**Bootstrapping.** With the communication cost of VOLE setup sub-linear in $N$, the main constraint on the value of $N$ is posed by the available memory in the system. The bootstrapping process enables repeated execution of the above VOLE protocol without repeating the oblivious transfer extension to generate VOLE correlation of $\vec{u}$, thus further reducing the amortized cost. Remember that a small number of VOLE correlations are needed at steps 2. Define $N’ = N + h$ and the parties generate $N’$ VOLE correlations during each expansion. Then $h$ of them will be preserved for the next epoch of expansion for the generation of $\vec{u}$ and $\vec{e}$. In this way, no oblivious transfer extension is needed after the first expansion.

## The History of VOLE

The LPN-based VOLE is first proposed in [BCGI18], where two parties locally expand a pair of short correlated seeds into a large number of pseudorandom VOLE correlations. Its security relies on LPN assumption over large fields. Here a large field implies a field $\mathbb{F}_p$ where $p$ is an exponentially large prime number, unlike the $\mathbb{F}_2$ used in the protocol described in our blog series. A follow-up work [BCGI19] proposes a VOLE construction that operates over field $\mathbb{F}_2$ and achieves lower communication complexity compared to all previous works on VOLE. Together they serve as the foundation for LPN-based VOLE protocols. [SGRR19] and [YWLSW20] further improves the performance of VOLE over $\mathbb{F}_p$ and $\mathbb{F}_2$, respectively.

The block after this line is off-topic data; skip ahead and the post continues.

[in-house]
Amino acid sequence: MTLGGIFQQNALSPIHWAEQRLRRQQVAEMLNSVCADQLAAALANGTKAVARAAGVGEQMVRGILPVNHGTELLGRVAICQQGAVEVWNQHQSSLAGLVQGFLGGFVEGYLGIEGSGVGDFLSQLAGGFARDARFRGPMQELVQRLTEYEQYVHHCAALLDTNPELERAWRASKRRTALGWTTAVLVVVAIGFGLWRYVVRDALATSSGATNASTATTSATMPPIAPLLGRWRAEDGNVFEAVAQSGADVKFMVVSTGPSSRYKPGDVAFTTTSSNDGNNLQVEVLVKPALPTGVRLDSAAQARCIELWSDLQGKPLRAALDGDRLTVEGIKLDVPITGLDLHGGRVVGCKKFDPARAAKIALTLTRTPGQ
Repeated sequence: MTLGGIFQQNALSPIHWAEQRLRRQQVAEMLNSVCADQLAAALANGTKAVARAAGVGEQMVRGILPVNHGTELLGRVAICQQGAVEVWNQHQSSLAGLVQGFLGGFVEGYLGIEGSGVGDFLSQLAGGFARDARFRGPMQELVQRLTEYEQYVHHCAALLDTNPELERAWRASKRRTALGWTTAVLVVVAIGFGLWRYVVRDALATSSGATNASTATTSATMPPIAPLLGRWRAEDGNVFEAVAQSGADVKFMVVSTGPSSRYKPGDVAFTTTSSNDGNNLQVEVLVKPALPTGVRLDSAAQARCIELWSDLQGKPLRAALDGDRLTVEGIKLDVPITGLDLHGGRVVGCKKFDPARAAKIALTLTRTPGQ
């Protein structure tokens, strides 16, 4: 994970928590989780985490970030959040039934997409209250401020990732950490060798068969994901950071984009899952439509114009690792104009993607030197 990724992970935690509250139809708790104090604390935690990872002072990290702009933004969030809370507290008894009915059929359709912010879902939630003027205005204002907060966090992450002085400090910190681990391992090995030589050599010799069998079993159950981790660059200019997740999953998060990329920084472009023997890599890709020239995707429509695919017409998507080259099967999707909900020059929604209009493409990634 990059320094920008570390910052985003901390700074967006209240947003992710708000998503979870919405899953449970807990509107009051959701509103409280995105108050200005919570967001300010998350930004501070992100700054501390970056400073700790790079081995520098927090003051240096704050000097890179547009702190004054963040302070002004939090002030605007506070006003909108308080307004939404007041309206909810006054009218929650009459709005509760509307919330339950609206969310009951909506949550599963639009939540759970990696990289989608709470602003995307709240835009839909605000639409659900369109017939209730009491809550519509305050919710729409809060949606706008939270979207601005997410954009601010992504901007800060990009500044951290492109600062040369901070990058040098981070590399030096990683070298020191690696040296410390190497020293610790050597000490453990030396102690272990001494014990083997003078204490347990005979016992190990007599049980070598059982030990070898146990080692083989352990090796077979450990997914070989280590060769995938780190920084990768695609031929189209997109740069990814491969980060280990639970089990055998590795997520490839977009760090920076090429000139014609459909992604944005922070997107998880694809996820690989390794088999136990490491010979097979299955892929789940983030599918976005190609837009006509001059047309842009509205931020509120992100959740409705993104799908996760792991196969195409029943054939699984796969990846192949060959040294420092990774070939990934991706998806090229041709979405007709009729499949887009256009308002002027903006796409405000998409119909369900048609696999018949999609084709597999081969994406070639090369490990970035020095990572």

[IKNP03]

Ishai, Yuval, Joe Kilian, Kobbi Nissim, and Erez Petrank. “Extending Oblivious Transfers Efficiently.” In *Crypto*, vol. 2729, pp. 145-161. 2003.

[ALSZ15]

Asharov, Gilad, Yehuda Lindell, Thomas Schneider, and Michael Zohner. “More efficient oblivious transfer extensions with security for malicious adversaries.” In *Advances in Cryptology–EUROCRYPT 2015: 34th Annual International Conference on the Theory and Applications of Cryptographic Techniques, Sofia, Bulgaria, April 26-30, 2015, Proceedings, Part I*, pp. 673-701. Berlin, Heidelberg: Springer Berlin Heidelberg, 2015.

[BCGI18]

Boyle, Elette, Geoffroy Couteau, Niv Gilboa, and Yuval Ishai. “Compressing vector OLE.” In *Proceedings of the 2018 ACM SIGSAC Conference on Computer and Communications Security*, pp. 896-912. 2018.

[BCGI19]

Boyle, Elette, Geoffroy Couteau, Niv Gilboa, Yuval Ishai, Lisa Kohl, and Peter Scholl. “Efficient pseudorandom correlation generators: Silent OT extension and more.” In *Advances in Cryptology–CRYPTO 2019: 39th Annual International Cryptology Conference, Santa Barbara, CA, USA, August 18–22, 2019, Proceedings, Part III 39*, pp. 489-518. Springer International Publishing, 2019.

[SGRR19]

Schoppmann, Phillipp, Adrià Gascón, Leonie Reichert, and Mariana Raykova. “Distributed vector-OLE: improved constructions and implementation.” In *Proceedings of the 2019 ACM SIGSAC Conference on Computer and Communications Security*, pp. 1055-1072. 2019.

[YWLZW20]

Yang, Kang, Chenkai Weng, Xiao Lan, Jiang Zhang, and Xiao Wang. “Ferret: Fast extension for correlated OT with small communication.” In *Proceedings of the 2020 ACM SIGSAC Conference on Computer and Communications Security*, pp. 1607-1626. 2020.